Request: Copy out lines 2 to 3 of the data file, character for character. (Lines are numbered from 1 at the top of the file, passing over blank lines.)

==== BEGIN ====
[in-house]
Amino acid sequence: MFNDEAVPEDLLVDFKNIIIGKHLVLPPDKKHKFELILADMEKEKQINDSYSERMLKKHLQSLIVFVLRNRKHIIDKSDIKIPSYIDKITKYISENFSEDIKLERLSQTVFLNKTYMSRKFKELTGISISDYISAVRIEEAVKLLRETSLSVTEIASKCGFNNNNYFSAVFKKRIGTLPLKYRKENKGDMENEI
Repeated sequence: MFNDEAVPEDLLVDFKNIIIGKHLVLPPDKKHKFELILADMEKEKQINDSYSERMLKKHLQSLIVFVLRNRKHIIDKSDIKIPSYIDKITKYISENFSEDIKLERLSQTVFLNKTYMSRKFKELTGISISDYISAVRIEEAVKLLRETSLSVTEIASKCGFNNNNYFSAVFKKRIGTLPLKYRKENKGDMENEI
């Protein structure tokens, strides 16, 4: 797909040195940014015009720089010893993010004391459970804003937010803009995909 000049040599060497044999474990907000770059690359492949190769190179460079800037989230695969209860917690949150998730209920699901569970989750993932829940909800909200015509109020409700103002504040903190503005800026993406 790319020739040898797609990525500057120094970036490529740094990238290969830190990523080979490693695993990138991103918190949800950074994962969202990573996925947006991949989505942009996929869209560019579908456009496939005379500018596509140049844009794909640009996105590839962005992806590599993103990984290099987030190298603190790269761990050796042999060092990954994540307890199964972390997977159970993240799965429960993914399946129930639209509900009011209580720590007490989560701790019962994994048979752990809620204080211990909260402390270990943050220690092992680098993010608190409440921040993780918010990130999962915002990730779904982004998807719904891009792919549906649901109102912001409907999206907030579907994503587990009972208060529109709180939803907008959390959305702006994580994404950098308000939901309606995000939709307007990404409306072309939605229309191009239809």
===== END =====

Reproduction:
Amino acid sequence: MFNDEAVPEDLLVDFKNIIIGKHLVLPPDKKHKFELILADMEKEKQINDSYSERMLKKHLQSLIVFVLRNRKHIIDKSDIKIPSYIDKITKYISENFSEDIKLERLSQTVFLNKTYMSRKFKELTGISISDYISAVRIEEAVKLLRETSLSVTEIASKCGFNNNNYFSAVFKKRIGTLPLKYRKENKGDMENEI
Repeated sequence: MFNDEAVPEDLLVDFKNIIIGKHLVLPPDKKHKFELILADMEKEKQINDSYSERMLKKHLQSLIVFVLRNRKHIIDKSDIKIPSYIDKITKYISENFSEDIKLERLSQTVFLNKTYMSRKFKELTGISISDYISAVRIEEAVKLLRETSLSVTEIASKCGFNNNNYFSAVFKKRIGTLPLKYRKENKGDMENEI